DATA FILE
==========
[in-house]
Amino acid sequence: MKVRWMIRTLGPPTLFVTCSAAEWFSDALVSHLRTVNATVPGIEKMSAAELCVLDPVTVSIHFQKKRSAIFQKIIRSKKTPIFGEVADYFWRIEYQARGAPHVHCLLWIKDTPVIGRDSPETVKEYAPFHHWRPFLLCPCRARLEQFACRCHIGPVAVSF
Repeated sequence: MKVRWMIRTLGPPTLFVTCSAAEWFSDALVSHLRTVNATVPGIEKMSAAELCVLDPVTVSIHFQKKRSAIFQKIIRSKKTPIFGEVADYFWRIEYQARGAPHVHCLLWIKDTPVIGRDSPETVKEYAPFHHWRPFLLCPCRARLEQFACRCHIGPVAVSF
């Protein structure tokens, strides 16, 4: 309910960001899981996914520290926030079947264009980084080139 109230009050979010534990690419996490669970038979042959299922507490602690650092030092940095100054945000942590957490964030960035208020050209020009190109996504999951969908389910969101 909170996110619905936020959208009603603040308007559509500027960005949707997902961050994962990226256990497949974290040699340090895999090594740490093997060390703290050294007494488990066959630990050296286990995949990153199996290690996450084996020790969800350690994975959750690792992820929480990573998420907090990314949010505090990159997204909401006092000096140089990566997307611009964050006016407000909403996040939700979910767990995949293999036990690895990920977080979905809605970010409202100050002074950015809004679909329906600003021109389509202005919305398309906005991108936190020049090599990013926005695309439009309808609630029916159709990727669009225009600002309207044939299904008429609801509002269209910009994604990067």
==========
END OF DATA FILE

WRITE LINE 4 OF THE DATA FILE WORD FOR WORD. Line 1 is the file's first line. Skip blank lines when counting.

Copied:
């Protein structure tokens, strides 16, 4: 309910960001899981996914520290926030079947264009980084080139 109230009050979010534990690419996490669970038979042959299922507490602690650092030092940095100054945000942590957490964030960035208020050209020009190109996504999951969908389910969101 909170996110619905936020959208009603603040308007559509500027960005949707997902961050994962990226256990497949974290040699340090895999090594740490093997060390703290050294007494488990066959630990050296286990995949990153199996290690996450084996020790969800350690994975959750690792992820929480990573998420907090990314949010505090990159997204909401006092000096140089990566997307611009964050006016407000909403996040939700979910767990995949293999036990690895990920977080979905809605970010409202100050002074950015809004679909329906600003021109389509202005919305398309906005991108936190020049090599990013926005695309439009309808609630029916159709990727669009225009600002309207044939299904008429609801509002269209910009994604990067």